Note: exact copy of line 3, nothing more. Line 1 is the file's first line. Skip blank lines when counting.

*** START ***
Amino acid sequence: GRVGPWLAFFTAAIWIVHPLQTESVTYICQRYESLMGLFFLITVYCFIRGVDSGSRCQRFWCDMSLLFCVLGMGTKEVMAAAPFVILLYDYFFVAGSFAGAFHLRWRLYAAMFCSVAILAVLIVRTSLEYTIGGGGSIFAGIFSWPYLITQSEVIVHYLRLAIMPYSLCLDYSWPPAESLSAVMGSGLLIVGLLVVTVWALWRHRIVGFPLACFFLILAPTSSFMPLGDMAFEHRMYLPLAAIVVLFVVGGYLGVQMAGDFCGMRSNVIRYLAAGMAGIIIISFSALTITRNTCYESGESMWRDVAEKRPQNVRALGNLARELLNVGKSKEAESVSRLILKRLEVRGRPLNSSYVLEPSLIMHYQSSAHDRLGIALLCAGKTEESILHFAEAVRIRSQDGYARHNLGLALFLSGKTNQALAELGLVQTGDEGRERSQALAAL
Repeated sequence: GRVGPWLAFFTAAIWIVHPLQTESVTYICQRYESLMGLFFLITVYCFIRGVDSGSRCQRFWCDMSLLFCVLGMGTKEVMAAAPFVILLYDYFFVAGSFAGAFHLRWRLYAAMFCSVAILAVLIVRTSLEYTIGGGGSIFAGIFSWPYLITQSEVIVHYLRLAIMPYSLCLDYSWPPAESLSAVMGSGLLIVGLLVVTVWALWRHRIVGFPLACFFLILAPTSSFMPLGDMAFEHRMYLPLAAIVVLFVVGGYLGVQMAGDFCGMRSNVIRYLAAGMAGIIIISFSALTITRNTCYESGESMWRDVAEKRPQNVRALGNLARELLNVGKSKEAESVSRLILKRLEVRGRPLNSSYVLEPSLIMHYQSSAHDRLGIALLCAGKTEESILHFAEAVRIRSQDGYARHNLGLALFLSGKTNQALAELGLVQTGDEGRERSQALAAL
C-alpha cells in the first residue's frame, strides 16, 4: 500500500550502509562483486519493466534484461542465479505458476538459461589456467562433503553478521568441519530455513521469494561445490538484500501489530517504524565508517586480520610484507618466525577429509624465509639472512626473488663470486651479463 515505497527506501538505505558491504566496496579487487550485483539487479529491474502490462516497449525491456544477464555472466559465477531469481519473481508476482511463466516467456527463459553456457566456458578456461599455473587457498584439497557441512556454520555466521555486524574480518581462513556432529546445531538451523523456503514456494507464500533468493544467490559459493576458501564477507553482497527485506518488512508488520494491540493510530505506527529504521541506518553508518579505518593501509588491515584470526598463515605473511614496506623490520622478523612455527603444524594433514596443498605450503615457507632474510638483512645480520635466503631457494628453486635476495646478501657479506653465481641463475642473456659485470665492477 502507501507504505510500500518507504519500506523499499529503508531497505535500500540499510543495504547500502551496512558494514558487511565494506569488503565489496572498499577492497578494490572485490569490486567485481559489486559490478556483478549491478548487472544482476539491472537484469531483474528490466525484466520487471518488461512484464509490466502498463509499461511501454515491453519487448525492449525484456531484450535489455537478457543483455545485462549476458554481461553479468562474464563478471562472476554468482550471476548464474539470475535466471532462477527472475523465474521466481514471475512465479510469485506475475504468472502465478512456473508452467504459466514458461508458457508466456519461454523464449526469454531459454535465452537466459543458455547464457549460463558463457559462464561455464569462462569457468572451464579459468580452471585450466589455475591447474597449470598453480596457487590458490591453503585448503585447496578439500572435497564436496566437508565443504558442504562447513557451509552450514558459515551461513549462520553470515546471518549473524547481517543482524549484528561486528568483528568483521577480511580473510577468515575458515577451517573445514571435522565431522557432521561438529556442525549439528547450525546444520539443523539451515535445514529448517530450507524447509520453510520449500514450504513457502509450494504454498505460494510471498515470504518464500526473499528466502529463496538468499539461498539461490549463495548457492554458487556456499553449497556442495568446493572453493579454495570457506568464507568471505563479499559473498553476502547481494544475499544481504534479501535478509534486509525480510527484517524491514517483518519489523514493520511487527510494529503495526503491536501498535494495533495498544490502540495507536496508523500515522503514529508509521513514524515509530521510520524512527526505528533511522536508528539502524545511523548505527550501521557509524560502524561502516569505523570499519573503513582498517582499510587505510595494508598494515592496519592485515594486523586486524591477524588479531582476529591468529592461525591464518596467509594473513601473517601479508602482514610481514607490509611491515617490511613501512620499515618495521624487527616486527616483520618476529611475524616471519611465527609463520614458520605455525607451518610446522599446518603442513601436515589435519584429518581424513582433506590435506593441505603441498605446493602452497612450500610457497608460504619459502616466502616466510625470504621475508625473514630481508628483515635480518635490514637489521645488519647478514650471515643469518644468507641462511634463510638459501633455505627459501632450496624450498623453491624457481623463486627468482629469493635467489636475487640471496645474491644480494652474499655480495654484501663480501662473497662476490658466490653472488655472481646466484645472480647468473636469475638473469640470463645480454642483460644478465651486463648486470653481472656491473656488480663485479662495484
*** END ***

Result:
C-alpha cells in the first residue's frame, strides 16, 4: 500500500550502509562483486519493466534484461542465479505458476538459461589456467562433503553478521568441519530455513521469494561445490538484500501489530517504524565508517586480520610484507618466525577429509624465509639472512626473488663470486651479463 515505497527506501538505505558491504566496496579487487550485483539487479529491474502490462516497449525491456544477464555472466559465477531469481519473481508476482511463466516467456527463459553456457566456458578456461599455473587457498584439497557441512556454520555466521555486524574480518581462513556432529546445531538451523523456503514456494507464500533468493544467490559459493576458501564477507553482497527485506518488512508488520494491540493510530505506527529504521541506518553508518579505518593501509588491515584470526598463515605473511614496506623490520622478523612455527603444524594433514596443498605450503615457507632474510638483512645480520635466503631457494628453486635476495646478501657479506653465481641463475642473456659485470665492477 502507501507504505510500500518507504519500506523499499529503508531497505535500500540499510543495504547500502551496512558494514558487511565494506569488503565489496572498499577492497578494490572485490569490486567485481559489486559490478556483478549491478548487472544482476539491472537484469531483474528490466525484466520487471518488461512484464509490466502498463509499461511501454515491453519487448525492449525484456531484450535489455537478457543483455545485462549476458554481461553479468562474464563478471562472476554468482550471476548464474539470475535466471532462477527472475523465474521466481514471475512465479510469485506475475504468472502465478512456473508452467504459466514458461508458457508466456519461454523464449526469454531459454535465452537466459543458455547464457549460463558463457559462464561455464569462462569457468572451464579459468580452471585450466589455475591447474597449470598453480596457487590458490591453503585448503585447496578439500572435497564436496566437508565443504558442504562447513557451509552450514558459515551461513549462520553470515546471518549473524547481517543482524549484528561486528568483528568483521577480511580473510577468515575458515577451517573445514571435522565431522557432521561438529556442525549439528547450525546444520539443523539451515535445514529448517530450507524447509520453510520449500514450504513457502509450494504454498505460494510471498515470504518464500526473499528466502529463496538468499539461498539461490549463495548457492554458487556456499553449497556442495568446493572453493579454495570457506568464507568471505563479499559473498553476502547481494544475499544481504534479501535478509534486509525480510527484517524491514517483518519489523514493520511487527510494529503495526503491536501498535494495533495498544490502540495507536496508523500515522503514529508509521513514524515509530521510520524512527526505528533511522536508528539502524545511523548505527550501521557509524560502524561502516569505523570499519573503513582498517582499510587505510595494508598494515592496519592485515594486523586486524591477524588479531582476529591468529592461525591464518596467509594473513601473517601479508602482514610481514607490509611491515617490511613501512620499515618495521624487527616486527616483520618476529611475524616471519611465527609463520614458520605455525607451518610446522599446518603442513601436515589435519584429518581424513582433506590435506593441505603441498605446493602452497612450500610457497608460504619459502616466502616466510625470504621475508625473514630481508628483515635480518635490514637489521645488519647478514650471515643469518644468507641462511634463510638459501633455505627459501632450496624450498623453491624457481623463486627468482629469493635467489636475487640471496645474491644480494652474499655480495654484501663480501662473497662476490658466490653472488655472481646466484645472480647468473636469475638473469640470463645480454642483460644478465651486463648486470653481472656491473656488480663485479662495484